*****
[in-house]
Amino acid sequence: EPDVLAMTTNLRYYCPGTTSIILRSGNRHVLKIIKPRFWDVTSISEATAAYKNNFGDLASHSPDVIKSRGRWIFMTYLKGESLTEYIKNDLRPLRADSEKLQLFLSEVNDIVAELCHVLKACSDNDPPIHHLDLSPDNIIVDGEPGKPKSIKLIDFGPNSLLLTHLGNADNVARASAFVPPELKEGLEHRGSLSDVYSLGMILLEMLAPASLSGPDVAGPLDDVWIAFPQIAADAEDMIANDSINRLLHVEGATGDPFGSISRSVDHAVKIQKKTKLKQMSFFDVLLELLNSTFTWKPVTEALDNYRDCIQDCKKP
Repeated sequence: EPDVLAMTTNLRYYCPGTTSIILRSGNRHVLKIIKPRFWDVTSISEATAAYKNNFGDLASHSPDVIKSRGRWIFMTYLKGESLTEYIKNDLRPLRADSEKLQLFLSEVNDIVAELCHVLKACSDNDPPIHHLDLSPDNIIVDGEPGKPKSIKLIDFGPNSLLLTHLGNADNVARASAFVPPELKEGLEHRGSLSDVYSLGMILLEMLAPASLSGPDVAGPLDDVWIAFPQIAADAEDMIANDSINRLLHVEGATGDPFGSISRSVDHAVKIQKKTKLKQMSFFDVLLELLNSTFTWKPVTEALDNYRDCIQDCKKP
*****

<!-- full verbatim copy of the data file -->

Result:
[in-house]
Amino acid sequence: EPDVLAMTTNLRYYCPGTTSIILRSGNRHVLKIIKPRFWDVTSISEATAAYKNNFGDLASHSPDVIKSRGRWIFMTYLKGESLTEYIKNDLRPLRADSEKLQLFLSEVNDIVAELCHVLKACSDNDPPIHHLDLSPDNIIVDGEPGKPKSIKLIDFGPNSLLLTHLGNADNVARASAFVPPELKEGLEHRGSLSDVYSLGMILLEMLAPASLSGPDVAGPLDDVWIAFPQIAADAEDMIANDSINRLLHVEGATGDPFGSISRSVDHAVKIQKKTKLKQMSFFDVLLELLNSTFTWKPVTEALDNYRDCIQDCKKP
Repeated sequence: EPDVLAMTTNLRYYCPGTTSIILRSGNRHVLKIIKPRFWDVTSISEATAAYKNNFGDLASHSPDVIKSRGRWIFMTYLKGESLTEYIKNDLRPLRADSEKLQLFLSEVNDIVAELCHVLKACSDNDPPIHHLDLSPDNIIVDGEPGKPKSIKLIDFGPNSLLLTHLGNADNVARASAFVPPELKEGLEHRGSLSDVYSLGMILLEMLAPASLSGPDVAGPLDDVWIAFPQIAADAEDMIANDSINRLLHVEGATGDPFGSISRSVDHAVKIQKKTKLKQMSFFDVLLELLNSTFTWKPVTEALDNYRDCIQDCKKP